Governor Sarah Sanders Takes Strong Stance: Chinese State-Owned Companies Must Sell American Farmland

Arkansas leads the charge in the United States by implementing a strong stance against ‘hostile foreign entities,’ with a particular focus on China, by banning them from owning agricultural land in the state.

At a Tuesday press conference, Governor Sarah Sanders of Arkansas, a Republican, declared that the state has ordered the Chinese state-owned Agri Chemical Company, Syngenta, to sell off its land assets in Arkansas because of national security concerns.

“Today, we are becoming the first state in the country to take an action like the one that we are announcing right now,” Sanders said.

“At the beginning of my term, my administration worked with our partners in the legislature to get hostile foreign entities out of Arkansas,” she added.

Emphasizing her dedication to Arkansas’ security, she pointed to her proud signing of Act 636, which was sponsored by Senator Johnson and Representative Vaught. This legislation bans foreign entities from nine countries deemed adversarial to owning agricultural land in Arkansas.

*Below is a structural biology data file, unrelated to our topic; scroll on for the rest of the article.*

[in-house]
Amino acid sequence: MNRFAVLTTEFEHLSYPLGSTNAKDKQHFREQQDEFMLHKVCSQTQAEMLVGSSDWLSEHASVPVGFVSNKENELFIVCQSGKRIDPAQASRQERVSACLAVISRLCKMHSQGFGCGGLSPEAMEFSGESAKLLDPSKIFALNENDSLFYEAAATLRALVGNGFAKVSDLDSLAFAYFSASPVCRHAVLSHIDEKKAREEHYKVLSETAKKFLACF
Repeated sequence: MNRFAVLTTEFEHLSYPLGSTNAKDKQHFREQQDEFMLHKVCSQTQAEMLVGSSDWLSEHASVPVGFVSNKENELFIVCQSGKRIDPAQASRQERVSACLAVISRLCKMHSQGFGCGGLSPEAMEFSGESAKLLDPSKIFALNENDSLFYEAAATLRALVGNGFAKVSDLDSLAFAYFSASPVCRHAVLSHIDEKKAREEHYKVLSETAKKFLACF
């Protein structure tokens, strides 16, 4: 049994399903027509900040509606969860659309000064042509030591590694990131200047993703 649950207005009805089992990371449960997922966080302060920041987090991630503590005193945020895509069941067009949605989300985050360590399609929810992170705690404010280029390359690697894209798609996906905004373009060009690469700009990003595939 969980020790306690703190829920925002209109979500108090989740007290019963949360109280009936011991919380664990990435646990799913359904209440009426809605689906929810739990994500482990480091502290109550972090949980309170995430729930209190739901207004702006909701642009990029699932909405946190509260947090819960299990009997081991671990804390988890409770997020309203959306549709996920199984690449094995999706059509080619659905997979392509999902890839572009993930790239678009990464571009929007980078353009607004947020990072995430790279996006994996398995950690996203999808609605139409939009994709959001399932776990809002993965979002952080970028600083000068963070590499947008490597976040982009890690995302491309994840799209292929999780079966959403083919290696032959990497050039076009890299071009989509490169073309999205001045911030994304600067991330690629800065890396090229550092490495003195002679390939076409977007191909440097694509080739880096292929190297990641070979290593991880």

Sanders disclosed that the Chinese state-owned agrochemical firm, Syngenta, would have to give up its land holdings in Arkansas.

With 160 acres in Northeast Arkansas primarily used for seed research, Syngenta has raised concerns as a possible threat, especially since its parent company, Kim China, is listed among the Chinese military companies by the Department of Defense.

Sanders went into further detail about the risks, stating: “Seeds are technology. Chinese state-owned corporations filter that technology back to their homeland.” This, she argued, compromised American research and security, especially considering a 2017 Chinese law that mandates Chinese citizens abroad to aid their country’s intelligence operations.

Sanders reinforced her dedication to the state’s security by pointing to Act 525, which bars drones manufactured by China and Russia, and Act 758, which forbids public contracts with the CCP. Her goal was straightforward: to ensure that businesses operating in Arkansas are allies of the state and its hardworking citizens.

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By Hunter Fielding
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